Saturday, Sept. 22, 2007 | Reporter Rob Davis (“With Water Scarce and Habitats Threatened, a Plan Resurfaces” Sept. 21) poses the question: can an Isolated Conveyance (peripheral canal) provide water exports and ecological improvements for the California Delta? Davis quotes UC Davis Ecologist Dr. William Bennett as providing an answer: “Putting a peripheral canal on the table is not a dumb suggestion in that vein.”
I believe Dr. Bennett spoke as a good scientist with that reply. The merits of the Isolated Conveyance should be put on the table for discussion, but that’s a far cry from recommending it as a workable solution for the California Delta. Dr. Bennett does not recommend any of the currently proposed water conveyance plans for the Delta.
Dr. Bennett provided specific criticism of the Isolated Conveyance at the “CALFED Science Workshop No. 1: Science Related to an Isolated Facility” held in Sacramento on August 22, 2007. There, Dr. Bennett showed that the spawning ground of the Delta Smelt lay in close hydrologic proximity to water intakes of the proposed Isolated Conveyance near Hood. This canal (or a cross-Delta canal at the same location) would simply suck up and kill an increased number of Delta Smelt larvae.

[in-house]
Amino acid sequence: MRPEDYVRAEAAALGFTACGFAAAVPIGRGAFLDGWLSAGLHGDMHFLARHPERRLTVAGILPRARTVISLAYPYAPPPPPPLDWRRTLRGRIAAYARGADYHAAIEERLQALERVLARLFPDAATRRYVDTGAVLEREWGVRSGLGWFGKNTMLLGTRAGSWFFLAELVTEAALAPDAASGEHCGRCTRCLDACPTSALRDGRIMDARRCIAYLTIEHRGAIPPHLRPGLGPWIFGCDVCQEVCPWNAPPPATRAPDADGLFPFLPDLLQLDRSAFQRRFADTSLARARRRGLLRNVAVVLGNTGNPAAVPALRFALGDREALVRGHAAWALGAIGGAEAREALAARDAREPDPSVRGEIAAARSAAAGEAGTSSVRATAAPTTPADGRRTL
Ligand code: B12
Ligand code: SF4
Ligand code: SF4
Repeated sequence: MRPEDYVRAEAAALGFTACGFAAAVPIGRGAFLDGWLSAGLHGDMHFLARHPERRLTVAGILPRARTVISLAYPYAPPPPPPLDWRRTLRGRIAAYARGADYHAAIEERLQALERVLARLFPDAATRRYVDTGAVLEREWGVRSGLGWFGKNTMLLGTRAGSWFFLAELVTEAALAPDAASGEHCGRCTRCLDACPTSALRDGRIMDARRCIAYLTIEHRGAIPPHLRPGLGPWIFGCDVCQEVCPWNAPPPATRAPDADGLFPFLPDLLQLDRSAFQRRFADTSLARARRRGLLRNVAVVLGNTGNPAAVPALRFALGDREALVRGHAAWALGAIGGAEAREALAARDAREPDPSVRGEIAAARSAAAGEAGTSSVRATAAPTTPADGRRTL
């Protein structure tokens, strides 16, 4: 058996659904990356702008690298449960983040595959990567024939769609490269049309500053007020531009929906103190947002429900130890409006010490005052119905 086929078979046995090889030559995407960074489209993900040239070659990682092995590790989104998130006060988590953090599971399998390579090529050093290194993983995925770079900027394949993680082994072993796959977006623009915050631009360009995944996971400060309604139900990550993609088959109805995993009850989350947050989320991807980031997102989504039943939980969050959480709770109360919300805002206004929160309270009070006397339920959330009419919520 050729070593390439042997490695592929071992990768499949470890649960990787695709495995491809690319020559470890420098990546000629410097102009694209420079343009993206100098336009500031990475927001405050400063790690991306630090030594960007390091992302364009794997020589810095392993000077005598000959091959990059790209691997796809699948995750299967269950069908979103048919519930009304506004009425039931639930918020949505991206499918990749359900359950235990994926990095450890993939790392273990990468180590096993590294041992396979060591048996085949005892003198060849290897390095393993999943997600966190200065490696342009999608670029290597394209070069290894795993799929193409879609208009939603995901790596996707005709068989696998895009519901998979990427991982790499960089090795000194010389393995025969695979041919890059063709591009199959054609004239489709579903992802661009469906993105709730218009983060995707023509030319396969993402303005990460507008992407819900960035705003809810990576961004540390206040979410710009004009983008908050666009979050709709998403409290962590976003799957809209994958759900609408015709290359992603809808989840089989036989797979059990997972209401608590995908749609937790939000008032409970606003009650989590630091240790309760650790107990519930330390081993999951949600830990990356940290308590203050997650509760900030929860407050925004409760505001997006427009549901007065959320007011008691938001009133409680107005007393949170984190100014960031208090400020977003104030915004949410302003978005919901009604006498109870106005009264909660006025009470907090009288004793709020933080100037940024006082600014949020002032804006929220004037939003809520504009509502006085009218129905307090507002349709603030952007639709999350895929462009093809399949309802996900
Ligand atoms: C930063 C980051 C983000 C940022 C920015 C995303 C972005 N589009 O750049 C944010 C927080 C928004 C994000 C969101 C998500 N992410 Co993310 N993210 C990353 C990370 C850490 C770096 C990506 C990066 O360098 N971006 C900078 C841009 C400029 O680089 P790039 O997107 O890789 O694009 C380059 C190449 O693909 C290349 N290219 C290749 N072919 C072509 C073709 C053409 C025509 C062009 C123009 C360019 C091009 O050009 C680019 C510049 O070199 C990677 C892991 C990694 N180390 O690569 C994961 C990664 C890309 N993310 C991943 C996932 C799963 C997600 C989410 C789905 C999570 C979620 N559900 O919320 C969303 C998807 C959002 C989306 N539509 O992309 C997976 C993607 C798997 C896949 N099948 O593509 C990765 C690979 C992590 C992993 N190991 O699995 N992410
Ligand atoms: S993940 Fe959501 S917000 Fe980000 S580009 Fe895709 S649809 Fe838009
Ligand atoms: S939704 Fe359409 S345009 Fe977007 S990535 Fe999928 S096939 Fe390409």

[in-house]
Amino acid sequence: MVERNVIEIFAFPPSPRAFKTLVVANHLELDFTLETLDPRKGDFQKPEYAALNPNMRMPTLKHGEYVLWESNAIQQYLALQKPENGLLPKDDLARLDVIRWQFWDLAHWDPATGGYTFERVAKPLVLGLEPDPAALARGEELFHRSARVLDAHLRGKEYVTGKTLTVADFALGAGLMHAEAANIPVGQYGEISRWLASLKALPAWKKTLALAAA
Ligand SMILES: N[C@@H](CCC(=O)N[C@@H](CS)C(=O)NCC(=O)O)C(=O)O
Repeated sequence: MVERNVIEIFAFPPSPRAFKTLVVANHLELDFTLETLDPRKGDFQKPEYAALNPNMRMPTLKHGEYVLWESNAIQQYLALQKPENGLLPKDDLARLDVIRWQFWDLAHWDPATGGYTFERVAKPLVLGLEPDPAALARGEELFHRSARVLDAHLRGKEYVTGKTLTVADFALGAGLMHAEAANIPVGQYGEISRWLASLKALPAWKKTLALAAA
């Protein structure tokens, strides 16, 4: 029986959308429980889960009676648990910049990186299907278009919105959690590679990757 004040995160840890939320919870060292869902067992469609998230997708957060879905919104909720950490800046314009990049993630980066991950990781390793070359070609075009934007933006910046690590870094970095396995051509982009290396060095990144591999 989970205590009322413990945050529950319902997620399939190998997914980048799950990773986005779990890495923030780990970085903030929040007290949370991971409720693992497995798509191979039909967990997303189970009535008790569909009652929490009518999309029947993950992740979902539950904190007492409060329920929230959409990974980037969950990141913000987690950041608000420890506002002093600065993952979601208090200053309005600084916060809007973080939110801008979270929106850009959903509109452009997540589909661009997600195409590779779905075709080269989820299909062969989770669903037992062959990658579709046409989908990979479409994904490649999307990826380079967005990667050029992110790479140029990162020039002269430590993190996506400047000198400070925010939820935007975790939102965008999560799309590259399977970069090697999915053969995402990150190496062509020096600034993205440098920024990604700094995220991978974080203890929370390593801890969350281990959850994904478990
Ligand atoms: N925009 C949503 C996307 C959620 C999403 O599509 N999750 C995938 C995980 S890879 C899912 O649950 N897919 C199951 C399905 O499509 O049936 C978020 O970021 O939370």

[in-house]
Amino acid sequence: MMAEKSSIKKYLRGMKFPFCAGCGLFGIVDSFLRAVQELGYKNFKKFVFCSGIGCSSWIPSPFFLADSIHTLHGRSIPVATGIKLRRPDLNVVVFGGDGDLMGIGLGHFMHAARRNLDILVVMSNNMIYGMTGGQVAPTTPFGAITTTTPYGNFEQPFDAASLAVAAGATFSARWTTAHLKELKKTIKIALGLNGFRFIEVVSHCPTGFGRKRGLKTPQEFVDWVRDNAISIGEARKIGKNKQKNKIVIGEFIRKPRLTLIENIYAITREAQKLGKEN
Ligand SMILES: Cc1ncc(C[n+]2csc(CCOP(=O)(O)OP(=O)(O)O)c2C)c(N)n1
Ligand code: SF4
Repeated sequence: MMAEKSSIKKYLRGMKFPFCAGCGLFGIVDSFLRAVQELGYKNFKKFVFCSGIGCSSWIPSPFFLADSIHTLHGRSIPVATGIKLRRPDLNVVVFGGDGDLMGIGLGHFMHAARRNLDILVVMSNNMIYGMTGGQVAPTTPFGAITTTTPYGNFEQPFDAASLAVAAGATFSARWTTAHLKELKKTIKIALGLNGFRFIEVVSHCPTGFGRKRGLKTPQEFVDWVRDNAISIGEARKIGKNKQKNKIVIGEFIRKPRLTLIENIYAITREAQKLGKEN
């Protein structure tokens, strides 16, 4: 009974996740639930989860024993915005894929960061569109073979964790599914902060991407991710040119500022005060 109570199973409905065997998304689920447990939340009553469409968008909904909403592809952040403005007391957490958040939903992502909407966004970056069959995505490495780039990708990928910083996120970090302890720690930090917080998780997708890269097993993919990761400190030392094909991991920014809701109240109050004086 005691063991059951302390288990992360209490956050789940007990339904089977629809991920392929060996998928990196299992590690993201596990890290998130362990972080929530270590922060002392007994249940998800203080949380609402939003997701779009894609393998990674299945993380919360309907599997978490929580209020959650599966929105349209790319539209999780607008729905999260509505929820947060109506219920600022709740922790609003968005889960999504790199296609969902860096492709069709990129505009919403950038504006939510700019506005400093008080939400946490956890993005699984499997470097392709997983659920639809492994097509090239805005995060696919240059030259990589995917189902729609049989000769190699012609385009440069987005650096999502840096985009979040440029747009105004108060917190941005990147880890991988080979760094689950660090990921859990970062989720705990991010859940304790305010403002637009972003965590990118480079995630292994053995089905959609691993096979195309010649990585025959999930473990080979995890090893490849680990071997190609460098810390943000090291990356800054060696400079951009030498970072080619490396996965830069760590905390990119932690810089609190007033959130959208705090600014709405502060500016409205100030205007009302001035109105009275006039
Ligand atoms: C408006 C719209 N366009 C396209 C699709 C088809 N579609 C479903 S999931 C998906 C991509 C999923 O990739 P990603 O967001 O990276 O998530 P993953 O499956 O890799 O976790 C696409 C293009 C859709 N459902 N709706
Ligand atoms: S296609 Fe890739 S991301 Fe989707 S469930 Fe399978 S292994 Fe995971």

At the CALFED workshop Dr. Bennett was very clear on the subject of adopting an older plan like the peripheral canal without evaluating its environmental effect by investigation and experimentation. The Delta environment can be modeled as an ecological and hydrological system. As Dr. Bennett said, “We can unleash the conceptual and simulation modeling that has been going on … then we begin to get an idea of how the system works. Without that sort of track record about how the system works we’re basically just guessing.”
Who knows? An Isolated Conveyance may have some environmentally sound benefits, maybe not. A workable and environmentally sound water export system will be the result several years of careful scientific development.